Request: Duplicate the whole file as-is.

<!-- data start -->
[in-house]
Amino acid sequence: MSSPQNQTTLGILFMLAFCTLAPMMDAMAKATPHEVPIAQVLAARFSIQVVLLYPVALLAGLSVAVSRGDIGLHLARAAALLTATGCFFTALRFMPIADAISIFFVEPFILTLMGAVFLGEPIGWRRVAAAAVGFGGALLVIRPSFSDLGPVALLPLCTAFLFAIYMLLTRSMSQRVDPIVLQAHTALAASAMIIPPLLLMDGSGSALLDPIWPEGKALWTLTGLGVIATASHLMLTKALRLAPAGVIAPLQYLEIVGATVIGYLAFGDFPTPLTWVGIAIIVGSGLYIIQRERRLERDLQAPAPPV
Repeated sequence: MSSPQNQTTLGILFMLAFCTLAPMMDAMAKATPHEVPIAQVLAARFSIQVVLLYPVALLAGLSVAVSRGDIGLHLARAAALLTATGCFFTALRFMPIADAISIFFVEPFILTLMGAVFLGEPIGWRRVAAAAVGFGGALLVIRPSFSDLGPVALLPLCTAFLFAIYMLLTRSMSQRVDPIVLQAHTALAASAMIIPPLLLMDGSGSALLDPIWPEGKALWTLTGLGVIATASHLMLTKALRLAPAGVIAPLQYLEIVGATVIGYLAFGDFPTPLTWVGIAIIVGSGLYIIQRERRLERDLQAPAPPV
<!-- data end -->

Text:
[in-house]
Amino acid sequence: MSSPQNQTTLGILFMLAFCTLAPMMDAMAKATPHEVPIAQVLAARFSIQVVLLYPVALLAGLSVAVSRGDIGLHLARAAALLTATGCFFTALRFMPIADAISIFFVEPFILTLMGAVFLGEPIGWRRVAAAAVGFGGALLVIRPSFSDLGPVALLPLCTAFLFAIYMLLTRSMSQRVDPIVLQAHTALAASAMIIPPLLLMDGSGSALLDPIWPEGKALWTLTGLGVIATASHLMLTKALRLAPAGVIAPLQYLEIVGATVIGYLAFGDFPTPLTWVGIAIIVGSGLYIIQRERRLERDLQAPAPPV
Repeated sequence: MSSPQNQTTLGILFMLAFCTLAPMMDAMAKATPHEVPIAQVLAARFSIQVVLLYPVALLAGLSVAVSRGDIGLHLARAAALLTATGCFFTALRFMPIADAISIFFVEPFILTLMGAVFLGEPIGWRRVAAAAVGFGGALLVIRPSFSDLGPVALLPLCTAFLFAIYMLLTRSMSQRVDPIVLQAHTALAASAMIIPPLLLMDGSGSALLDPIWPEGKALWTLTGLGVIATASHLMLTKALRLAPAGVIAPLQYLEIVGATVIGYLAFGDFPTPLTWVGIAIIVGSGLYIIQRERRLERDLQAPAPPV